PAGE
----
Here's 5 reasons an HSA (also known as a Private Health Services Plan or PHSP) is better than a traditional health insurance plan.
1. Premium Creep
Traditional Insurance Plan
- Monthly premium for coverage regardless of access or usage to the plan
- Monthly premium rate often increased at the annual renewal of the policy (premium creep)
- Age of the individual will affect the price of your plan
- Avoid a premium creep due to usage or age factors
- Most Health Spending Accounts have fixed fee as opposed to a premium
- Pay for the expenses you incur, eliminating a situation where you have paid into a program that you did not use.
2. Eligible Expenses and Pre-existing Conditions
Traditional Insurance Plan
- Eligible medical expenses are restricted
- Items that you wish to claim under this policy may be restricted by an annual or life time maximum or require special authorization in order to obtain eligibility.
- At time of enrollment, medical history will be requested and pre-existing conditions may be excluded or reduced from coverage.
- Expenses are not restricted by type of expense, only on the dollar amount
- You will have access to a wider range of eligible expenses
- Will not restrict or limit benefits due to a pre-existing medical condition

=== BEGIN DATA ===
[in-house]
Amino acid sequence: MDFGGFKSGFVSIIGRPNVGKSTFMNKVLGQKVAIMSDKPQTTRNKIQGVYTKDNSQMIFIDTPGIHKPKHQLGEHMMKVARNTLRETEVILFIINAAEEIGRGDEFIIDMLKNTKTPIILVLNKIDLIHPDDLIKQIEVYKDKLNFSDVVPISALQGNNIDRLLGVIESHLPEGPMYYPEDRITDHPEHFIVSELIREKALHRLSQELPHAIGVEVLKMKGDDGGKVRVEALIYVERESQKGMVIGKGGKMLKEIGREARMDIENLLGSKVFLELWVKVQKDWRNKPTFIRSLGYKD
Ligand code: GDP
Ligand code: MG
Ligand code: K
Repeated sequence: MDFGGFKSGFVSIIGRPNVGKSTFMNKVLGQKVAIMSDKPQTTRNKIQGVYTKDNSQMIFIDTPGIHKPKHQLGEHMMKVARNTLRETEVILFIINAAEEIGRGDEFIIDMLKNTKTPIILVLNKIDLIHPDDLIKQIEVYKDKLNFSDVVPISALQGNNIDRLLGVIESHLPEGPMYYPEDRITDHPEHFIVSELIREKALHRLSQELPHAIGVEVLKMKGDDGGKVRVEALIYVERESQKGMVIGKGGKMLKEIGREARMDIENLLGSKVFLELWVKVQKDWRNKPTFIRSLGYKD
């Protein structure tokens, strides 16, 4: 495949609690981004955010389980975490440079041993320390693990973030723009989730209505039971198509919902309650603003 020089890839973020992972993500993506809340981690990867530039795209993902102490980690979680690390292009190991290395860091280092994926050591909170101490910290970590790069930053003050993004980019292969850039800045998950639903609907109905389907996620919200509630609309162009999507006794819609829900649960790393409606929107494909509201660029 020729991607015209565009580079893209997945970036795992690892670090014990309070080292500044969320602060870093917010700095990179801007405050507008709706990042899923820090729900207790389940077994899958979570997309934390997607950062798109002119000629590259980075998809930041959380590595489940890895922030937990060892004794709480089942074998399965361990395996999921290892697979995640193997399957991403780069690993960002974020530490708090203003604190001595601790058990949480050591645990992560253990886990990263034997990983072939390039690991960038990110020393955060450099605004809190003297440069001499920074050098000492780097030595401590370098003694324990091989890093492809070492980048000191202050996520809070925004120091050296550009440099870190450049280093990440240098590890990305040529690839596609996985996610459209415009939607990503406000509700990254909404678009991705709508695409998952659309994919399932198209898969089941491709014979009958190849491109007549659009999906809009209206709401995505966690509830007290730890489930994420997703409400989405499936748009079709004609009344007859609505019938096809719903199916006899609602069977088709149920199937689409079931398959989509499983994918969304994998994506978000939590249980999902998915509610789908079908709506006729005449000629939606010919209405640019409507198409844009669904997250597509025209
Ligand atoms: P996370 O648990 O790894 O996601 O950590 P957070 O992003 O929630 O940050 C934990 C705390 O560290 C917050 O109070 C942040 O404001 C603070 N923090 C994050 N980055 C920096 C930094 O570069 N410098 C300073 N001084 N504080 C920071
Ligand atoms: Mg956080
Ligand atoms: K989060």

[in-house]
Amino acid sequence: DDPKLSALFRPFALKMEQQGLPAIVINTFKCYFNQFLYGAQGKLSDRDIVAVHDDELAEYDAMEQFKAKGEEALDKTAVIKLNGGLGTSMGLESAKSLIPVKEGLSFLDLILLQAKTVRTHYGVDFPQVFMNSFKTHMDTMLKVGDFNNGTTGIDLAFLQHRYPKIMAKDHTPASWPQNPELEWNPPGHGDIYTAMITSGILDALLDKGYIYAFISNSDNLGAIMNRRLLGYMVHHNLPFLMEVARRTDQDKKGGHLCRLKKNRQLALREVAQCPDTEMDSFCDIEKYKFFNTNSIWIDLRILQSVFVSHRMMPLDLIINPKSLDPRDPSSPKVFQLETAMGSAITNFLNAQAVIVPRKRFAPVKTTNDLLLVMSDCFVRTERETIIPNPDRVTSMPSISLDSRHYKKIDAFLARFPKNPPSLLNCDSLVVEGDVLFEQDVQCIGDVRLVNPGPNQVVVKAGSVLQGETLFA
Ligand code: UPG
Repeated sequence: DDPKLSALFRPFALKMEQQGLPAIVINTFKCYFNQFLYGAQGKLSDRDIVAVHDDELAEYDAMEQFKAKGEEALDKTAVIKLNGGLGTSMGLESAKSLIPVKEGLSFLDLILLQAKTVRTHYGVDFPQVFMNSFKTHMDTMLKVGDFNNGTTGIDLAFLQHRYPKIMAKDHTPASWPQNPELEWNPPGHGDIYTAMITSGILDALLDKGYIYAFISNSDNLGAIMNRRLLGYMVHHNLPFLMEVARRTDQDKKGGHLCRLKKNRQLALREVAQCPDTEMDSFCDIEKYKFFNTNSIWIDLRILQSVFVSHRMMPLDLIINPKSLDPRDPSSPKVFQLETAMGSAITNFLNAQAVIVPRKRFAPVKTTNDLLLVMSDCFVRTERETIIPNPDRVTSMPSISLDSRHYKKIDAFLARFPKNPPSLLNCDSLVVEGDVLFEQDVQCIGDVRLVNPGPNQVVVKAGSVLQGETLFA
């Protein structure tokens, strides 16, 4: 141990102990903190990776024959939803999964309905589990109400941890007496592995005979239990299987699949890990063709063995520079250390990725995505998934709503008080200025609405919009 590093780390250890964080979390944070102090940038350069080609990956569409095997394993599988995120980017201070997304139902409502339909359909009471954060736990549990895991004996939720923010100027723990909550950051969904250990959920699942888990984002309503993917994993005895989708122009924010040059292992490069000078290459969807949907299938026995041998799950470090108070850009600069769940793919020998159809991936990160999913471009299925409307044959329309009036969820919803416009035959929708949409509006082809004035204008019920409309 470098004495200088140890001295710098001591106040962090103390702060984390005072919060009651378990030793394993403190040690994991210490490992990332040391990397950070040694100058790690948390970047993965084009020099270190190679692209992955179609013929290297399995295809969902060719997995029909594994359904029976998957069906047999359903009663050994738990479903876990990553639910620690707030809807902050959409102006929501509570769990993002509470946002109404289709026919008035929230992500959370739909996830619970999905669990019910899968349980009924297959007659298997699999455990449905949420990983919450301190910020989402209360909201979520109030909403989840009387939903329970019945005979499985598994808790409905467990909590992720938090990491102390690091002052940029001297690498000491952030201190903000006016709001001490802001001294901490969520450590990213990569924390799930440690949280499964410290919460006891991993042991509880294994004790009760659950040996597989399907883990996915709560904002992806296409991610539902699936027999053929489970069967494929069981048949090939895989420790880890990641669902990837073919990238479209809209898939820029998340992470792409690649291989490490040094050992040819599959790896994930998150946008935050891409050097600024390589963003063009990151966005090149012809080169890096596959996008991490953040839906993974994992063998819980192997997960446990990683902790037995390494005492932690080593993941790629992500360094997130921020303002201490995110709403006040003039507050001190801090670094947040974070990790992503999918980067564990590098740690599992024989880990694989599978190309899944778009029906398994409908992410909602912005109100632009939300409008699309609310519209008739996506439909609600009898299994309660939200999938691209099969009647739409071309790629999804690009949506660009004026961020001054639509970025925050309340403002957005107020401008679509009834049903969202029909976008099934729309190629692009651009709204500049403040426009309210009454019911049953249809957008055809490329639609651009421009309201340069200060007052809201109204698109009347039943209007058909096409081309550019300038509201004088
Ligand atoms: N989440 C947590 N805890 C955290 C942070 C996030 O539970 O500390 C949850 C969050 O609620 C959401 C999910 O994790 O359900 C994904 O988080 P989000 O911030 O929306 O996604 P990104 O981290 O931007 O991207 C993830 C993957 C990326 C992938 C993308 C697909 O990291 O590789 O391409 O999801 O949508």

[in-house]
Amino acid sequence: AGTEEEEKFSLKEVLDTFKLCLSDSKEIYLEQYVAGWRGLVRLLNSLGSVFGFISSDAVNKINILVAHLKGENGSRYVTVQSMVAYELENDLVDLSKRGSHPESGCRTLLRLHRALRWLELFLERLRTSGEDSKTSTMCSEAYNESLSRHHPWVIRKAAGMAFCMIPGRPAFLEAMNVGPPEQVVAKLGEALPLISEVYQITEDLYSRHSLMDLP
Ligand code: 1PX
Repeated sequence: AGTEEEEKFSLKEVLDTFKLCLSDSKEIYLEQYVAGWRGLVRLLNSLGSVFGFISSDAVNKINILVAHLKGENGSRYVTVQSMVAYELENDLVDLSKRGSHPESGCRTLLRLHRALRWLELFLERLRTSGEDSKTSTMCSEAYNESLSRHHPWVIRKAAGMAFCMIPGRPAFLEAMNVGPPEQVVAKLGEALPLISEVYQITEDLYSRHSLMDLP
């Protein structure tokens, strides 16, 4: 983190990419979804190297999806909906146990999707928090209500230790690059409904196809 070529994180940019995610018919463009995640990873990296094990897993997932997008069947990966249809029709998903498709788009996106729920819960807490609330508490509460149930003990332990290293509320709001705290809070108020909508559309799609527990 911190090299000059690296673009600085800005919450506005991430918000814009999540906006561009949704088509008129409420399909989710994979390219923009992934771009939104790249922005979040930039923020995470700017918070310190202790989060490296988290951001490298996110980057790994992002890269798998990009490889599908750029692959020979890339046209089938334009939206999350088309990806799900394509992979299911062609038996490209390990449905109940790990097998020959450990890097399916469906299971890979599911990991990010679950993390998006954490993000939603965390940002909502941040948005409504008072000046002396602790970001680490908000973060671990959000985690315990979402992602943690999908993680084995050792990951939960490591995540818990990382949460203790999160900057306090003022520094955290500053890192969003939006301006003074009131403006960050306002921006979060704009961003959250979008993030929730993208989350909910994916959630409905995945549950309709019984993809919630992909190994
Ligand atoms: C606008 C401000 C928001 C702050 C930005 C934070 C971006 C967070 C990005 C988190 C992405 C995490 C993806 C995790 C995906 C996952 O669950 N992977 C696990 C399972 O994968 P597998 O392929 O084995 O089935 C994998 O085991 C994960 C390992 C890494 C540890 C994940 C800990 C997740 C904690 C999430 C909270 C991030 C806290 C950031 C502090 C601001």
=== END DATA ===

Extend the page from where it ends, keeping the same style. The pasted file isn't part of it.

Traditional Insurance Plan
- Under a fully insured program, you will receive a plan booklet outlining the items that are covered and also the ones restricted or excluded by definition, co-insurance, deductibles or fee guides. Figuring out what your coverage is and if it will be reimbursed partially or in full can get complicated.
- A PHSP is typically only restricted by dollar amount. You will have 100% coverage for all eligible expenses up to your spending account limit. Your account balance is updated by the administrator every time a claim is processed, eliminating the need to keep track of this information manually.
Traditional Insurance Plan
- Your benefits may be restricted by an annual single/family deductible